I had a client call me once asking me what he could do: he had a 500gr gold bar physically on his person, and no one would buy it from him. You won’t have this problem with coins, or even smaller bars, like a 1oz bar, or even the 100gr that looks like a matchbox.


Having smaller formats in any case is easier to handle than larger. I know more than one person that likes to travel with a coin or two on them at all times for an emergency. Or they like giving coins as gifts to family.


And, if your intention is to sell at some point, a 1kg bar will fetch you roughly $58,000 at the moment, whereas coins, even if selling in a tube of 10, will get you over $18,000. Always good to leave yourself some good liquidity options.


Sentimentality


Those of you who know me well, know that I’ve more than once said how “pretty” a coin is. Look at the detail, how it shines in the light, how people recognize right away that you are holding something of value when you bring it out. I believe coins just carry a more sentimental value because of how they look.


I remember the first time I gifted my son a 1ozt American Eagle gold coin. He handled it with such care and amazement. Then, I showed him a 100g bar of gold, and you could tell amongst his basic instincts that the coin was just worth more to him. Naturally, that changed a bit once I told him the value of the bar vs. the coin, but I think the view is pretty clear through the eyes of a child.


Storage


It’s obvious that the more you buy in ounces of gold, silver, etc, the more space it’s going to take up. But if you consider a single, 1kg gold bar, about the size of your cell phone vs. 32, 1ozt gold coins (a 1kg gold bar is 32+ ounces), which do you think will take up more space?


I’m thinking mainly about the individual investor here that might want to store metals at home. If you are investing a large sum, or perhaps if you are an institution buying gold, then it makes more sense, space-wise, to have larger bars than coins. But even for the individual investor, it’s easier to store a 1kg gold bar in your safe at home, next to your passports, documents, etc, than more than 30 coins.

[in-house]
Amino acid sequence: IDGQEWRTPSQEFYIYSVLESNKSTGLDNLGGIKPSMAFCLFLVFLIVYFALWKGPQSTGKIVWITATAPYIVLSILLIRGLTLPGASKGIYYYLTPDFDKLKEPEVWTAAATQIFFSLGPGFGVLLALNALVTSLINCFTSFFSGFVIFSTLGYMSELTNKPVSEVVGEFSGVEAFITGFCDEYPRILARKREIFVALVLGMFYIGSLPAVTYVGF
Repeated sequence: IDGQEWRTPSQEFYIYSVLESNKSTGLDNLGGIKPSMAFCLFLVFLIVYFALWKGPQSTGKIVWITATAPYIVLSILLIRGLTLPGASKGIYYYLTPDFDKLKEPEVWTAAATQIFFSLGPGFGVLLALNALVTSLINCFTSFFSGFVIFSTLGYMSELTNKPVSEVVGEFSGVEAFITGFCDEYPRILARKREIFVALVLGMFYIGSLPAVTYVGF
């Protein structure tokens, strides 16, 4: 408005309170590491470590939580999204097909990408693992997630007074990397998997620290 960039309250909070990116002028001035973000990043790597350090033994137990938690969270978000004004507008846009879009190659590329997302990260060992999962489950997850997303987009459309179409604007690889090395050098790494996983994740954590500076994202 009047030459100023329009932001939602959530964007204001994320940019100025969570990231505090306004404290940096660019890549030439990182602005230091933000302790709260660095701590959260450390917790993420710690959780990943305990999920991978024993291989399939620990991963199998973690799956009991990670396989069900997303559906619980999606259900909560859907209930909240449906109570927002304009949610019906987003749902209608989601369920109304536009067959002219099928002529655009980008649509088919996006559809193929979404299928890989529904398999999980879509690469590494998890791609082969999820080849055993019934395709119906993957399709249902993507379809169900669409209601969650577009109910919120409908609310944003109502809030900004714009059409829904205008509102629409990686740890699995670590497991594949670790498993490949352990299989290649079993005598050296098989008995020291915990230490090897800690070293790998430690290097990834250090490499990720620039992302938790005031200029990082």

So, What Would You Do?


Here’s what I do: I own a mix. With coins, I look for whatever the lowest premiums are. I’m still a US person, and I’m a Swiss, but it doesn’t mean I buy only Eagles and Vreneli’s. The lowest premium coins we currently can get is a “who’s who” of the coins I own: Kangaroos, Maple Leafs, Philharmonics, Britannias and Queens Beasts. It’s the same for silver: Kangaroos, Philharmonics, and the Britannias.


For bars, I love the 1ozt and 100g for gold. With silver, I’ve purchased 250g and 500g bars in the past, but in storage, I like the 1kg bars. Otherwise, when it comes to silver, I’m mainly into the coins.


The statement “different strokes for different folks” applies of course. While you may agree with me some, or not at all, the point is that it's still important to have precious metals as part of your investment portfolio. I think we can all agree that is the most practical advice of all.


>> Read more here.